Chapter 12: Multilayer Switching

Cisco Press

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NetFlow switching has given way to a more efficient form of multilayer switching: Cisco Express Forwarding. Cisco developed CEF for its line of routers, offering high-performance packet forwarding through the use of dynamic lookup tables.

CEF also has been carried over to the Catalyst switching platforms. The following platforms all perform CEF in hardware:

  • Catalyst 6500 Supervisor 720 (with an integrated MSFC3)

  • Catalyst 6500 Supervisor 2/MSFC2 combination

  • Catalyst 4500 Supervisor III, IV, and V

  • Fixed-configuration switches, such as the Catalyst 3750, 3560, 3550, and 2950

CEF runs by default, taking advantage of the specialized hardware.

A CEF-based multilayer switch consists of two basic functional blocks, as shown in Figure 12-3: The Layer 3 Engine is involved in building routing information that the Layer 3 Forwarding Engine can use to switch packets in hardware.

Figure 12-3

Figure 12-3

Packet Flow Through a CEF-Based Multilayer Switch

Forwarding Information Base

The Layer 3 engine (essentially a router) maintains routing information, whether from static routes or dynamic routing protocols. Basically, the routing table is reformatted into an ordered list with the most specific route first, for each IP destination subnet in the table. The new format is called a Forwarding Information Base (FIB) and contains routing or forwarding information that the network prefix can reference.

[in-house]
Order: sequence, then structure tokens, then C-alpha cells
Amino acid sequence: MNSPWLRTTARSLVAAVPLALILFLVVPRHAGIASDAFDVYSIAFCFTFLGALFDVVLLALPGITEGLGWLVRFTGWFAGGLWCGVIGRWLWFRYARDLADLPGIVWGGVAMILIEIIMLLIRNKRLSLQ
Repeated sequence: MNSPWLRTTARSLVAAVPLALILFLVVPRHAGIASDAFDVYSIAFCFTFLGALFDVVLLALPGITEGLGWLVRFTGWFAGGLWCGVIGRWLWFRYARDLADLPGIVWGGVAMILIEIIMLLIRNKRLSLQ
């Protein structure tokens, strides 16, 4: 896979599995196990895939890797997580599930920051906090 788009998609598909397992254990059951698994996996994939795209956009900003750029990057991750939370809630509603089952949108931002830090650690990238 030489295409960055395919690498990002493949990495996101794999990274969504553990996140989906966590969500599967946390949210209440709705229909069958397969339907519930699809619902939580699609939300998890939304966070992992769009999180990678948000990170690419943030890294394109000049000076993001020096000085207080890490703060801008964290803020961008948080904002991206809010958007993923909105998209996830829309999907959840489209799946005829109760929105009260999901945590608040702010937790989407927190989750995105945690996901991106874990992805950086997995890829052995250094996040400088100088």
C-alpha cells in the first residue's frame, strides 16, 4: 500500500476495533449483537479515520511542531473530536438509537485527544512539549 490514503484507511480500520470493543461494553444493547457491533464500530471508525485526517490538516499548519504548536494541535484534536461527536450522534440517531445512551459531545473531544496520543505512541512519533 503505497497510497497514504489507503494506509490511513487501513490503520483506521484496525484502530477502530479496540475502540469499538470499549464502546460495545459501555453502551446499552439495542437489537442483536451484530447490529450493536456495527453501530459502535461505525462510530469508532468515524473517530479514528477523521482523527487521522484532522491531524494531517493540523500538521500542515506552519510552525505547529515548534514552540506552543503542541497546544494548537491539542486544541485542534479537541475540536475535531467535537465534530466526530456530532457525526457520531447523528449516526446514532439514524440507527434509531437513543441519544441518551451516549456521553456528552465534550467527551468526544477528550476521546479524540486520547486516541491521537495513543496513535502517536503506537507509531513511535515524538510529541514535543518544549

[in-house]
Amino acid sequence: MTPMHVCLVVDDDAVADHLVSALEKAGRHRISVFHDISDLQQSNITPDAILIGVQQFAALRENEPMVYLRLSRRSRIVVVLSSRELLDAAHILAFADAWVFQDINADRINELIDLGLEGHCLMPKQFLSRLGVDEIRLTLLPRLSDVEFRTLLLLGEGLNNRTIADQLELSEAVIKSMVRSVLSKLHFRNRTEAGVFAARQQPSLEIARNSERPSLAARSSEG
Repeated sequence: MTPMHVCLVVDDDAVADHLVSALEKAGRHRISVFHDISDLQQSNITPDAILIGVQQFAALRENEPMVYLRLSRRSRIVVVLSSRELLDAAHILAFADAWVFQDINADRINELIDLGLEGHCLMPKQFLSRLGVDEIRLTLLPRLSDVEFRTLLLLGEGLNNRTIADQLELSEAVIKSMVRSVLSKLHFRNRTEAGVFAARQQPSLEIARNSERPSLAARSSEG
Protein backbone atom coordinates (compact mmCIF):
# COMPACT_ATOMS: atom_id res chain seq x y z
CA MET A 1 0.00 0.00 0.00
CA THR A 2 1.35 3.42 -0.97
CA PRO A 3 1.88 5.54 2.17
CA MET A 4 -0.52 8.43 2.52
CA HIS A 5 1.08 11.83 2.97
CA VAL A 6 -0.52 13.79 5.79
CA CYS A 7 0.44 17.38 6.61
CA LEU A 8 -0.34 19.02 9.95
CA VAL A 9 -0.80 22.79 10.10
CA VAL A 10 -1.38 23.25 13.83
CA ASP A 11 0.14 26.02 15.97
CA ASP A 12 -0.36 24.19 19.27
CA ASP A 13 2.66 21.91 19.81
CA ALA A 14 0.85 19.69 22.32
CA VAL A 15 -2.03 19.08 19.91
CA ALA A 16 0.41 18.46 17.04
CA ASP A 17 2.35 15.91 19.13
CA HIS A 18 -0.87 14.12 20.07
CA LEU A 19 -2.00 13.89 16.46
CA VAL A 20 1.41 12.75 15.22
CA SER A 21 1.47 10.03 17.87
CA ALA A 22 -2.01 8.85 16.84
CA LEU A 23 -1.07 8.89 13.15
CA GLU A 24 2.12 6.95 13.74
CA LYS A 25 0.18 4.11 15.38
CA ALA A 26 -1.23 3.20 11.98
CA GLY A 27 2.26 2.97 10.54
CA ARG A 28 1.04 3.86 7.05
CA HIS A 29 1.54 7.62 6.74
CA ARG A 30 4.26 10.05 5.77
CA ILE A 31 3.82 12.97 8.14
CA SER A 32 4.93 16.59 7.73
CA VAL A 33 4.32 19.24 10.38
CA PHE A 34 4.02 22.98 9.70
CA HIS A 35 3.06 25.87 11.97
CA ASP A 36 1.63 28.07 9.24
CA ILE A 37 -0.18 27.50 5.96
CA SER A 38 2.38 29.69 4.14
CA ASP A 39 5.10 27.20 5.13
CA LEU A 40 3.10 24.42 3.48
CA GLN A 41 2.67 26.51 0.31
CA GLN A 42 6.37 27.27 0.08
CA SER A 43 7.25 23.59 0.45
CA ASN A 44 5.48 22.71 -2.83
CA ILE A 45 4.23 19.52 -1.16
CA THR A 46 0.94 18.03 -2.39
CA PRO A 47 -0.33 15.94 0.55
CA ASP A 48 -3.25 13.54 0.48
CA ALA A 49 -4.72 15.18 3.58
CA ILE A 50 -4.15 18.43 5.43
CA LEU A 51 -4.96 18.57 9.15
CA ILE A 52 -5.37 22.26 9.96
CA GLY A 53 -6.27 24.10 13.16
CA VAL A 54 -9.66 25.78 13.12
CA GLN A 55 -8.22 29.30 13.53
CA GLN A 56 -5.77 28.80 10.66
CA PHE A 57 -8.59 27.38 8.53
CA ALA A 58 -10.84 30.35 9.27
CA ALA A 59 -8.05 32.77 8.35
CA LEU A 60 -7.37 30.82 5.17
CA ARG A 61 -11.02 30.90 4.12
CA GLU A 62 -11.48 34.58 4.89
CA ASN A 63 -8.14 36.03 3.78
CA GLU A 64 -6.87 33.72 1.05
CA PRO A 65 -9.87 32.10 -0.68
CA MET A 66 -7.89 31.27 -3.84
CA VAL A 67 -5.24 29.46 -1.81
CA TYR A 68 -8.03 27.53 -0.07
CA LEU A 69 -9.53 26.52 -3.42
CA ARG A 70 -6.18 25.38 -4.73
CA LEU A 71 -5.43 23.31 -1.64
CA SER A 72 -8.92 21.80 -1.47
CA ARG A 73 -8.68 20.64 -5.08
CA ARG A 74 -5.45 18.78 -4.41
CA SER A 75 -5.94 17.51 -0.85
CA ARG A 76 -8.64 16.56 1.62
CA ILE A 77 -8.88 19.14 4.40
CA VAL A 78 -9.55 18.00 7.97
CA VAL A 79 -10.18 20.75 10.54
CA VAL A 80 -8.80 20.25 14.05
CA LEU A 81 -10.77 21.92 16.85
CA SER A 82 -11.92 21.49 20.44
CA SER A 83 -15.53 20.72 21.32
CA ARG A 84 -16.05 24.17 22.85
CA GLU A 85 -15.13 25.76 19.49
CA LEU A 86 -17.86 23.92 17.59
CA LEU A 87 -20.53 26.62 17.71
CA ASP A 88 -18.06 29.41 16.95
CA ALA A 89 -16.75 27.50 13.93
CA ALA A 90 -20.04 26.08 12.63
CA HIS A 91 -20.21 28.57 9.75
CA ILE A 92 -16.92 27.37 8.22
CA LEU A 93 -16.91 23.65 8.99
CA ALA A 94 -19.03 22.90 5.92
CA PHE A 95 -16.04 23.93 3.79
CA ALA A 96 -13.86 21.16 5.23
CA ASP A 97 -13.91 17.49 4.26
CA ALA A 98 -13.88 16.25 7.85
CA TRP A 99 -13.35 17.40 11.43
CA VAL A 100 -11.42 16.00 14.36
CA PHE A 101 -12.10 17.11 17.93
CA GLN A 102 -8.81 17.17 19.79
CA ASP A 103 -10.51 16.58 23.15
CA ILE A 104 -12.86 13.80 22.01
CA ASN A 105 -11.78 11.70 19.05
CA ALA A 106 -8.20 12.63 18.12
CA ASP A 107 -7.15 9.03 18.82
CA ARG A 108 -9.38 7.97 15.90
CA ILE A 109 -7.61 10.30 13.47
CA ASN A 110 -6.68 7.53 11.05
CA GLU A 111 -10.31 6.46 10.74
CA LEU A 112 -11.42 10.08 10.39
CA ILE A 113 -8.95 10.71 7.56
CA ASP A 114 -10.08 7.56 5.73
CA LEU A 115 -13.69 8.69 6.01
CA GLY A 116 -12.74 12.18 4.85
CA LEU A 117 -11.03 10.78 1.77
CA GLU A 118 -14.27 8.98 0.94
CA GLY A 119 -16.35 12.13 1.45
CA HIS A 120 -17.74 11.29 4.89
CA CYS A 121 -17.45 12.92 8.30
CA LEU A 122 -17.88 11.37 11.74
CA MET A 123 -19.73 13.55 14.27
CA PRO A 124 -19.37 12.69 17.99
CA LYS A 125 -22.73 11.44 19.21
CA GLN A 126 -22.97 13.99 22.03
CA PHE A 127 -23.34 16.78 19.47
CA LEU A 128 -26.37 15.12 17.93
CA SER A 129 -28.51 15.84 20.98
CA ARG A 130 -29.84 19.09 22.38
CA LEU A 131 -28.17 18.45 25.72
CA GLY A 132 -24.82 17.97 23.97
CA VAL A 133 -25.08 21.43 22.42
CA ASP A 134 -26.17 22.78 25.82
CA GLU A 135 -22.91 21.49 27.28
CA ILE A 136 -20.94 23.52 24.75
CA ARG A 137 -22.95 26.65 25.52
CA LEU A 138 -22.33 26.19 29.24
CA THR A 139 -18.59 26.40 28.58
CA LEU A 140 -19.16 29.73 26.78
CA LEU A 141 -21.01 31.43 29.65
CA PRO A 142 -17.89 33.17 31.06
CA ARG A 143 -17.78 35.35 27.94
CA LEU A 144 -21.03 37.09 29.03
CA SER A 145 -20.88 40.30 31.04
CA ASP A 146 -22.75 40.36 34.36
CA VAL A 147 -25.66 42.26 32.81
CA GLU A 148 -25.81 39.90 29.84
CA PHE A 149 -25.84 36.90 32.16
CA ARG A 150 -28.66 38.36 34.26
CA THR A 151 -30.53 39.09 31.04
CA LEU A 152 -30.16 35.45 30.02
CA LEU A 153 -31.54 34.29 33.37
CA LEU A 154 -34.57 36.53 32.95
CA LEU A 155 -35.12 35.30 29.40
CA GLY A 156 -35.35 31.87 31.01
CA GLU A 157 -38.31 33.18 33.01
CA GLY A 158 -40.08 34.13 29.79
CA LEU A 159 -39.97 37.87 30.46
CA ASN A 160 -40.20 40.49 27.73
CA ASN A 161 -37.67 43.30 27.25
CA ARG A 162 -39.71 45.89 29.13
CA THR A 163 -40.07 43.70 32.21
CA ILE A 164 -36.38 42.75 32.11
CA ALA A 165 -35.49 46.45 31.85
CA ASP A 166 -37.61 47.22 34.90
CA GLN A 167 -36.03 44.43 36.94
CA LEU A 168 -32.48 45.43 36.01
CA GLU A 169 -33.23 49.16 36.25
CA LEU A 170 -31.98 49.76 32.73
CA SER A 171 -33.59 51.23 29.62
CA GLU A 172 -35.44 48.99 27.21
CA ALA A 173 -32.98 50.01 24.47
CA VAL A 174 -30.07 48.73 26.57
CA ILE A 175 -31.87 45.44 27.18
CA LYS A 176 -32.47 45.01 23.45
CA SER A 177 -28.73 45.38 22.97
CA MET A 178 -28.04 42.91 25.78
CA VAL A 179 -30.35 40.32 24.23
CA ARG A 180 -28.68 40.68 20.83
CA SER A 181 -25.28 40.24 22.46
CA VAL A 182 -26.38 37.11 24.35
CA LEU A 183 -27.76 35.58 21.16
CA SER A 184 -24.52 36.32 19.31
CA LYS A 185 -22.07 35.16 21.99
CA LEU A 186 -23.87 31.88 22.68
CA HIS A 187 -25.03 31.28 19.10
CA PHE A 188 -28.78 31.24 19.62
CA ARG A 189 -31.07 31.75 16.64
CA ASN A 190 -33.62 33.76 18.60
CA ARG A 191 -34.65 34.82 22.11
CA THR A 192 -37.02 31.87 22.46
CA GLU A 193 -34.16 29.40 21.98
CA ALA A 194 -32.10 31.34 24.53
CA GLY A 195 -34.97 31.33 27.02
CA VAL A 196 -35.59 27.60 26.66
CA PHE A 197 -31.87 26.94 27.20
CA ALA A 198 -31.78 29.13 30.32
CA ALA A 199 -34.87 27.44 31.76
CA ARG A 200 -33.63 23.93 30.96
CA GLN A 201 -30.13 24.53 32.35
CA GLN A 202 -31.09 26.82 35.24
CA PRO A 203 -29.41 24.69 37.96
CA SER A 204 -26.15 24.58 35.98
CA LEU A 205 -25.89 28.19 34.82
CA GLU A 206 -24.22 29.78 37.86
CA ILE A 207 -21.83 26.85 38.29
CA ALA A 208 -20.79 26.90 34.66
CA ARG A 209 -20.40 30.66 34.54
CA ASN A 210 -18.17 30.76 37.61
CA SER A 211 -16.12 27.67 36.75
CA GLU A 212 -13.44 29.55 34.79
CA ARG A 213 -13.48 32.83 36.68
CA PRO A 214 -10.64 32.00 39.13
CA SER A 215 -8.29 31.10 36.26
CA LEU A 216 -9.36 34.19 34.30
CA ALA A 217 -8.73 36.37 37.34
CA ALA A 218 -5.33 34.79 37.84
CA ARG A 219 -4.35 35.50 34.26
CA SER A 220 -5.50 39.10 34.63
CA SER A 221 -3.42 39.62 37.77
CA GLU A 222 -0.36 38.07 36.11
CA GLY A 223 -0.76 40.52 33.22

In other words, a route to 10.1.0.0/16 might be contained in the FIB along with routes to 10.1.1.0/24 and 10.1.1.128/25, if those exist. Notice that these examples are increasingly more specific subnets, as designated by the longer subnet masks. In the FIB, these would be ordered with the most specific, or longest match, first, followed by less specific subnets. When the switch receives a packet, it easily can examine the destination address and find the longest-match destination route entry in the FIB.

The FIB also contains the next-hop address for each entry. When a longest-match entry is found in the FIB, the Layer 3 next-hop address is found, too.

You might be surprised to know that the FIB also contains host route (subnet mask 255.255.255.255) entries. These normally are not found in the routing table unless they are advertised or manually configured. Host routes are maintained in the FIB for the most efficient routing lookup to directly connected or adjacent hosts.

As with a routing table, the FIB is dynamic in nature. When the Layer 3 engine sees a change in the routing topology, it sends an update to the FIB. Anytime the routing table receives a change to a route prefix or the next-hop address, the FIB receives the same change. Also, if a next-hop address is changed or aged out of the Address Resolution Protocol (ARP) table, the FIB must reflect the same change.

You can display FIB table entries related to a specific interface or VLAN with the following form of the show ip cef command:

Switch# show ip cef [type mod/num | vlan vlan-id] [detail]

The FIB entries corresponding to the VLAN 101 switched virtual interface might be shown as demonstrated in Example 12-1.

Example 12-1 Displaying FIB Table Entries for a Specified VLAN

Switch# show ip cef vlan 101
Prefix       Next Hop       Interface
10.1.1.0/24     attached       Vlan101
10.1.1.2/32     10.1.1.2       Vlan101
10.1.1.3/32     10.1.1.3       Vlan101
Switch#